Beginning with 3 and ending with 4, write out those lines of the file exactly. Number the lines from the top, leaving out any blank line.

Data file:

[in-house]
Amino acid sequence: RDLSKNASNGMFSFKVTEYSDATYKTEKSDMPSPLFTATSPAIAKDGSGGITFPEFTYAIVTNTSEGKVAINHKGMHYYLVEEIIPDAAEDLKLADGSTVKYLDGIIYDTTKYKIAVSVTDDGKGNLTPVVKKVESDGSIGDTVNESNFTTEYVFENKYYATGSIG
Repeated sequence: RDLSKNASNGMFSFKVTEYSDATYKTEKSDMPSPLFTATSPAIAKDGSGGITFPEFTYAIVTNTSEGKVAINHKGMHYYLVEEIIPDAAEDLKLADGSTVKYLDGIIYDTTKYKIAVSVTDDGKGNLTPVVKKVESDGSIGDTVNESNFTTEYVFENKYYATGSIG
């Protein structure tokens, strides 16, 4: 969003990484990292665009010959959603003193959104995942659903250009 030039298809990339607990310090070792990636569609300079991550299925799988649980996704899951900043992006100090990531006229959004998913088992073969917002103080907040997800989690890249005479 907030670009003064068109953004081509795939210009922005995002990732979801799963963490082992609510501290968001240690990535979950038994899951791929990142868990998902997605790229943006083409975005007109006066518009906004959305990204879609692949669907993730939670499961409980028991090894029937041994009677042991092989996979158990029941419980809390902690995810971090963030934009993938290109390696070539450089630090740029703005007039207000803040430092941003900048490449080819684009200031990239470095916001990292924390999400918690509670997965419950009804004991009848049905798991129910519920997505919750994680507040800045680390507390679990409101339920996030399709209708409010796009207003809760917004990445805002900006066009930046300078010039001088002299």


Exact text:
Repeated sequence: RDLSKNASNGMFSFKVTEYSDATYKTEKSDMPSPLFTATSPAIAKDGSGGITFPEFTYAIVTNTSEGKVAINHKGMHYYLVEEIIPDAAEDLKLADGSTVKYLDGIIYDTTKYKIAVSVTDDGKGNLTPVVKKVESDGSIGDTVNESNFTTEYVFENKYYATGSIG
């Protein structure tokens, strides 16, 4: 969003990484990292665009010959959603003193959104995942659903250009 030039298809990339607990310090070792990636569609300079991550299925799988649980996704899951900043992006100090990531006229959004998913088992073969917002103080907040997800989690890249005479 907030670009003064068109953004081509795939210009922005995002990732979801799963963490082992609510501290968001240690990535979950038994899951791929990142868990998902997605790229943006083409975005007109006066518009906004959305990204879609692949669907993730939670499961409980028991090894029937041994009677042991092989996979158990029941419980809390902690995810971090963030934009993938290109390696070539450089630090740029703005007039207000803040430092941003900048490449080819684009200031990239470095916001990292924390999400918690509670997965419950009804004991009848049905798991129910519920997505919750994680507040800045680390507390679990409101339920996030399709209708409010796009207003809760917004990445805002900006066009930046300078010039001088002299």